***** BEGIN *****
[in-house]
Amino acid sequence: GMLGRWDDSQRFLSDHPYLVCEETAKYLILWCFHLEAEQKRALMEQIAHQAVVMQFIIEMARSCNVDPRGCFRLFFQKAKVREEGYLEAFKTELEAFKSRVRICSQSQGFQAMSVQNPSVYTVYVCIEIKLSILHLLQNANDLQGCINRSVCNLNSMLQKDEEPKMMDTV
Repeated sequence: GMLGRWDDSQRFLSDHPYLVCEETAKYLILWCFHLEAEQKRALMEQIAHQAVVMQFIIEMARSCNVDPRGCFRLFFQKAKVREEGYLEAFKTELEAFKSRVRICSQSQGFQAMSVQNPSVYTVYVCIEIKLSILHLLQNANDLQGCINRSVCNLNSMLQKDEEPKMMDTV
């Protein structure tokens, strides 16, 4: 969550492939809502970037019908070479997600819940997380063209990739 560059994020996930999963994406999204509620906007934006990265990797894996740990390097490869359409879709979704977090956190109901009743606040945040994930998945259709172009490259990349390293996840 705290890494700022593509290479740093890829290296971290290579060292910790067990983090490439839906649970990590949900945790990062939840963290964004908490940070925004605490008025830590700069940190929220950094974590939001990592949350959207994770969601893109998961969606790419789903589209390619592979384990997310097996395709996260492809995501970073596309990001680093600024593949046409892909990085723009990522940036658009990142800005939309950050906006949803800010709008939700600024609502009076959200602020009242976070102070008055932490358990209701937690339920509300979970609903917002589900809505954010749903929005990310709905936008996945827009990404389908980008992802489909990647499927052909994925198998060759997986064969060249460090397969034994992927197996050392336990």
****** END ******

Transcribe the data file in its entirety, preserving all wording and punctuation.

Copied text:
[in-house]
Amino acid sequence: GMLGRWDDSQRFLSDHPYLVCEETAKYLILWCFHLEAEQKRALMEQIAHQAVVMQFIIEMARSCNVDPRGCFRLFFQKAKVREEGYLEAFKTELEAFKSRVRICSQSQGFQAMSVQNPSVYTVYVCIEIKLSILHLLQNANDLQGCINRSVCNLNSMLQKDEEPKMMDTV
Repeated sequence: GMLGRWDDSQRFLSDHPYLVCEETAKYLILWCFHLEAEQKRALMEQIAHQAVVMQFIIEMARSCNVDPRGCFRLFFQKAKVREEGYLEAFKTELEAFKSRVRICSQSQGFQAMSVQNPSVYTVYVCIEIKLSILHLLQNANDLQGCINRSVCNLNSMLQKDEEPKMMDTV
């Protein structure tokens, strides 16, 4: 969550492939809502970037019908070479997600819940997380063209990739 560059994020996930999963994406999204509620906007934006990265990797894996740990390097490869359409879709979704977090956190109901009743606040945040994930998945259709172009490259990349390293996840 705290890494700022593509290479740093890829290296971290290579060292910790067990983090490439839906649970990590949900945790990062939840963290964004908490940070925004605490008025830590700069940190929220950094974590939001990592949350959207994770969601893109998961969606790419789903589209390619592979384990997310097996395709996260492809995501970073596309990001680093600024593949046409892909990085723009990522940036658009990142800005939309950050906006949803800010709008939700600024609502009076959200602020009242976070102070008055932490358990209701937690339920509300979970609903917002589900809505954010749903929005990310709905936008996945827009990404389908980008992802489909990647499927052909994925198998060759997986064969060249460090397969034994992927197996050392336990």